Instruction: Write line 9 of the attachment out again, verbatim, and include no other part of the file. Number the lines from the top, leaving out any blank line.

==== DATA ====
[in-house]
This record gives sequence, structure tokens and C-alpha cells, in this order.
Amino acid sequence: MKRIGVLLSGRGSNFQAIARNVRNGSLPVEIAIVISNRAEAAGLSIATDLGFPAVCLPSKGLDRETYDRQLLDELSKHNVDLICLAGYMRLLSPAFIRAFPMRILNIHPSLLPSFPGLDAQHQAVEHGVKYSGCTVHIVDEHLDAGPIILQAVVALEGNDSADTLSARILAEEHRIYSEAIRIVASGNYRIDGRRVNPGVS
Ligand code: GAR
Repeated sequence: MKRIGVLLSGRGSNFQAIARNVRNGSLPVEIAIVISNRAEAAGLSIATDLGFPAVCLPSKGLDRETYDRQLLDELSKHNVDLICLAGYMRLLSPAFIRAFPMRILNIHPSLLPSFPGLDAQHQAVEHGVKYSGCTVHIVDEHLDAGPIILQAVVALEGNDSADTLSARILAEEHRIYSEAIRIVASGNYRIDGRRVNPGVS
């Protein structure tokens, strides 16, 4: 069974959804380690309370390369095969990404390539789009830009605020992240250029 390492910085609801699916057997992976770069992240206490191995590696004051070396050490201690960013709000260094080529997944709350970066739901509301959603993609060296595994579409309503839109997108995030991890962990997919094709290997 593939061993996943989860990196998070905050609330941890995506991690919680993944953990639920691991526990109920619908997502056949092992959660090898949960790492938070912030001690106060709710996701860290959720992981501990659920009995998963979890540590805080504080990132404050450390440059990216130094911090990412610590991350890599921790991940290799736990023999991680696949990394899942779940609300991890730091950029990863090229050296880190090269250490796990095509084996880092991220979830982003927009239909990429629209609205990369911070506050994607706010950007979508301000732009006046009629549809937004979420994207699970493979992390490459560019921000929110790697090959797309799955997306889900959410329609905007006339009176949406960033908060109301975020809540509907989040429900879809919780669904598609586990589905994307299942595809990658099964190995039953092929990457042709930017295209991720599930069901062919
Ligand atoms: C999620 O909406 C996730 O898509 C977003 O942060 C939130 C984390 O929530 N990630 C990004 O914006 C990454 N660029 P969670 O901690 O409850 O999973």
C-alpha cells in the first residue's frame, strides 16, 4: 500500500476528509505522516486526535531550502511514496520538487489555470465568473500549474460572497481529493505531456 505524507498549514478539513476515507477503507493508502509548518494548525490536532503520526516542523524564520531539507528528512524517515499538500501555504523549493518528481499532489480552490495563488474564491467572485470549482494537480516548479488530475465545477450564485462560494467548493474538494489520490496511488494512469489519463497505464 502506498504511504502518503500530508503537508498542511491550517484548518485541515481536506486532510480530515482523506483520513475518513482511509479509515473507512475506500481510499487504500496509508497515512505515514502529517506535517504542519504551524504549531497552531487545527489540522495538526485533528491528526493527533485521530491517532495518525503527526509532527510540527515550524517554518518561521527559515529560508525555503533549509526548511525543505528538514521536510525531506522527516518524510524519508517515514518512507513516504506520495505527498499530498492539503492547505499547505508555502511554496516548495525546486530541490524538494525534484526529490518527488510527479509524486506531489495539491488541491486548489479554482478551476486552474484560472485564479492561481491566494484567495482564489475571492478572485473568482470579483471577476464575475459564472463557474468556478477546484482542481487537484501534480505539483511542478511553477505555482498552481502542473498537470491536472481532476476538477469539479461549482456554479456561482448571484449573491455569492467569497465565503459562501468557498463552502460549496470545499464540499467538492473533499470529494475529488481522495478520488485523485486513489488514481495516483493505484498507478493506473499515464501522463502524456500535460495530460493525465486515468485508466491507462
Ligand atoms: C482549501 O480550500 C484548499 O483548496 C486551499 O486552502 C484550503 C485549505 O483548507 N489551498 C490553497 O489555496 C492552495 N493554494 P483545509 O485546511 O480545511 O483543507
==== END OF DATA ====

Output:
Ligand atoms: C482549501 O480550500 C484548499 O483548496 C486551499 O486552502 C484550503 C485549505 O483548507 N489551498 C490553497 O489555496 C492552495 N493554494 P483545509 O485546511 O480545511 O483543507